Smigiel shock for SKPL


Robert Hall in Smigiel, 22 July 2010.
Photo Marek Ciesielski.

BTWT guest author Robert Hall, is visiting Poland, visiting narrow gauge railways and filling in the gaps in his travels over the Polish railway network.

On Thursday 22 July, he was in Smigiel where he met Wiktor Snela, the Mayor. Robert expressed his concern that the Mayor had blocked recent initiatives such as the proposed restoration of the Smigiel Railway’s own steam locomotive, Px48-1765. The mayor replied that the Council could not afford to make any investments in the railway, and were in any case thinking of not renewing the operating agreement with SKPL on its expiry in 2012, but setting up their own company to run the railway.

After talking to the Mayor, Robert was joined by Howard Jones and Wolsztyn Experience guests, Julian Maddock and Jeff  Nichols, and took part in a working party to paint a Romanian DMU trailer car. We look forward to publishing Robert’s own account of his recent railway travels across Poland in due course.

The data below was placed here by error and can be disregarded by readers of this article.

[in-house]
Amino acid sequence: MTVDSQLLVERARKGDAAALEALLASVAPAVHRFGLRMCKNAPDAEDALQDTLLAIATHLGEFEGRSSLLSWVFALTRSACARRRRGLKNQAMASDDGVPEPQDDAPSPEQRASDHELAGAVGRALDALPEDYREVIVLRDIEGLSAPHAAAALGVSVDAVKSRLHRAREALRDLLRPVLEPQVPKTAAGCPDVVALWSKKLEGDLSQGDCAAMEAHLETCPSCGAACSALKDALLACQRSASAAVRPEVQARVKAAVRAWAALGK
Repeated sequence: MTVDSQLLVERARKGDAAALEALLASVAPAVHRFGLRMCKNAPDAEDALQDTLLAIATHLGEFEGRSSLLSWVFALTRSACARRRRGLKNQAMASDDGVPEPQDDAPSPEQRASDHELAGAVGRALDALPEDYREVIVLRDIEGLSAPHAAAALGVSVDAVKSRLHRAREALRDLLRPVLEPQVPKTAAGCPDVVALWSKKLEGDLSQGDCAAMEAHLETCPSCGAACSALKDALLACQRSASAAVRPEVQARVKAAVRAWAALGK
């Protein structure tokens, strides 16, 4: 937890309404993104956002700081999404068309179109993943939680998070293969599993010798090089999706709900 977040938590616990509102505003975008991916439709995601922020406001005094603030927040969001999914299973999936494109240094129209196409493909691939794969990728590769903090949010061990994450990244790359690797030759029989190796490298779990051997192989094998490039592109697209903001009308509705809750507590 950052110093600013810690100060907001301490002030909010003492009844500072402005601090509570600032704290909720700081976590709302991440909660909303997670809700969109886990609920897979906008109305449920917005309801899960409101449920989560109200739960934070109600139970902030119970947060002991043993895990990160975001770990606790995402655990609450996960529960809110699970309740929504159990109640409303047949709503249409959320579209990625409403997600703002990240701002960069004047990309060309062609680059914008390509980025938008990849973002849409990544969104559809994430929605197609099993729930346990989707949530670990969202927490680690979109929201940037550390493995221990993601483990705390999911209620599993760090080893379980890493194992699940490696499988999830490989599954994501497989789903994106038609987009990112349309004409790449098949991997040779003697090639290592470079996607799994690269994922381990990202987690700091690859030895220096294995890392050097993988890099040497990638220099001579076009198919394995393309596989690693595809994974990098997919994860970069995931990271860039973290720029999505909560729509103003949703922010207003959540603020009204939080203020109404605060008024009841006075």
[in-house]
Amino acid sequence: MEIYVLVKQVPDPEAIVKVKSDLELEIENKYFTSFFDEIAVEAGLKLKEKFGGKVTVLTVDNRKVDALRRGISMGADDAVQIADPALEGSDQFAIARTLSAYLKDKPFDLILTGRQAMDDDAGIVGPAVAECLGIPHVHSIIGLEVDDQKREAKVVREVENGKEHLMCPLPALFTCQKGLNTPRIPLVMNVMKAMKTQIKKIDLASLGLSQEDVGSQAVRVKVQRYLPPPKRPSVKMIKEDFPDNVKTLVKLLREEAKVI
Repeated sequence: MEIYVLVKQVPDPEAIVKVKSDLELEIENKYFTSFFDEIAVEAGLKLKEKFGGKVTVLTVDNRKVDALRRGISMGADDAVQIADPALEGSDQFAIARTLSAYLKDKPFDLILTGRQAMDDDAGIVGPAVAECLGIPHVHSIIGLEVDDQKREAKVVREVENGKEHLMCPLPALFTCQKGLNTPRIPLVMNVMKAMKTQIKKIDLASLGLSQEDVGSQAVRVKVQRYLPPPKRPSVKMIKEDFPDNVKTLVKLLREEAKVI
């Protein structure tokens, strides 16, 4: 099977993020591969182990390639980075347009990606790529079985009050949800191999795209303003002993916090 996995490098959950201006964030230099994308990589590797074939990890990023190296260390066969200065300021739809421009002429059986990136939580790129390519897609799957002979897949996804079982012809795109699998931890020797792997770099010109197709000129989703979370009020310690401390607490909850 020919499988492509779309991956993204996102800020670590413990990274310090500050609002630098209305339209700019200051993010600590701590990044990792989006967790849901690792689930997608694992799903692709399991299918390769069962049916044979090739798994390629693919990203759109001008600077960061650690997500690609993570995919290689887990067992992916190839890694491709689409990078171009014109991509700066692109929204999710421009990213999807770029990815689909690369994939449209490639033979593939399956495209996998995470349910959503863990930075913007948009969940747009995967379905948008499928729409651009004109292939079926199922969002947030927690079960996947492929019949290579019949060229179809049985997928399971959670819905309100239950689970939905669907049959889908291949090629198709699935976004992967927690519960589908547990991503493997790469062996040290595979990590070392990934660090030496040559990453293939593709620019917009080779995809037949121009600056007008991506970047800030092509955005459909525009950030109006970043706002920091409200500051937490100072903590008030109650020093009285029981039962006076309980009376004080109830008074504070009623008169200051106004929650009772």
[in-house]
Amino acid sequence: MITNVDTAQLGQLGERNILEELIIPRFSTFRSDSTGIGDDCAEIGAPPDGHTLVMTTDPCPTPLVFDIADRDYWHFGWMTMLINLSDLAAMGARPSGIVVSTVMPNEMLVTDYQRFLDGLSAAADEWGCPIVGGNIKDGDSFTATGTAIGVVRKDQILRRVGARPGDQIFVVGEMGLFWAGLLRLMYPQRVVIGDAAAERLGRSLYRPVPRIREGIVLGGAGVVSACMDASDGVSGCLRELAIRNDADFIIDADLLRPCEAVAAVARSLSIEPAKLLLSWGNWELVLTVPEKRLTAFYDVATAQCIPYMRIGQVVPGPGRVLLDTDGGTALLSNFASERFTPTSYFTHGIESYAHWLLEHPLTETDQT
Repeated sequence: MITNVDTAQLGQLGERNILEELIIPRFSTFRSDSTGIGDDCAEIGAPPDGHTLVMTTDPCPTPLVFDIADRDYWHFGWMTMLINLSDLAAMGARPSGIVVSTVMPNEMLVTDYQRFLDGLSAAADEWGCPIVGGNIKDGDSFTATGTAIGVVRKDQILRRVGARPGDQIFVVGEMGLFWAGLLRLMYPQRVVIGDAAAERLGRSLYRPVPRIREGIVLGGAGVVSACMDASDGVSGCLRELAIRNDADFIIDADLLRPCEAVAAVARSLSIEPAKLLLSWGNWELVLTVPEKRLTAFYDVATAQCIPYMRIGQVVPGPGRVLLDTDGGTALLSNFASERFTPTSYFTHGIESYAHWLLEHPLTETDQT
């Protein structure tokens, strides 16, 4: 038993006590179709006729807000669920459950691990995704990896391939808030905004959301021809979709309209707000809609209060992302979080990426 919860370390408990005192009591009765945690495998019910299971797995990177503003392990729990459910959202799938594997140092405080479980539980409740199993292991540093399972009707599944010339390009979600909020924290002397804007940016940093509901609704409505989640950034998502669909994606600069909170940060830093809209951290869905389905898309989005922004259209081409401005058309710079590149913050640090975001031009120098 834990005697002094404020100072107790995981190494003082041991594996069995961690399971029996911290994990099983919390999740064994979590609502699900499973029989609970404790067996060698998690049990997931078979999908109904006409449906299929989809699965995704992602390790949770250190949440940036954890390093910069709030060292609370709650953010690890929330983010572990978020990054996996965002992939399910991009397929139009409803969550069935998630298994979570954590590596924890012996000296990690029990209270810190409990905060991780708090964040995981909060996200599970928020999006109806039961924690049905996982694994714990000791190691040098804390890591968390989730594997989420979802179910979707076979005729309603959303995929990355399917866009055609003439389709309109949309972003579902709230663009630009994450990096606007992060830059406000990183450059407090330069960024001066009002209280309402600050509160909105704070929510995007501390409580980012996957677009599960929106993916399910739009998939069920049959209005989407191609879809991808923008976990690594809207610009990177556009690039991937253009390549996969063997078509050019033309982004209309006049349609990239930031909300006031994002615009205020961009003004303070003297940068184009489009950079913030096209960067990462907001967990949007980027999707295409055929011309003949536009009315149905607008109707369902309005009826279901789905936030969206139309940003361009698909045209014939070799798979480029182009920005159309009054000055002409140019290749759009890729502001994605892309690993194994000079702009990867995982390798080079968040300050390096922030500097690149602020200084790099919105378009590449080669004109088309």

2 Responses to “Smigiel shock for SKPL”

  1. John Ball Says:

    I can’t help feeling sceptical about the Smigiel town council taking over the railway – what experience do they have available? Might property development not be a temptation?

  2. Geoff Jenkins Says:

    After a pretty impressive start at Smigiel SKPL seem to have suffered some set backs in recent years. The loss of freight traffic flows to Wielichowo and Wilkowo Polskie, together with the withdrawal of passenger trains between Smigiel and Wielichowo, have hit the railway hard. If there is now only minimal or no freight traffic between Stare Bojanowo the railway’s income must be pretty low. It’s hard to tell if SKPL’s battles with the local authority are a necessary part of the fight for survival or just a pointless exercise in biting the hand that feeds it.

    However, I don’t know if a local authority that is short of cash and having to deal with a recession would make a better job of things. If the railway survives under direct council control I suspect that, at best, it will become another tourist operation and the regular passenger traffic throughout the year will be lost.

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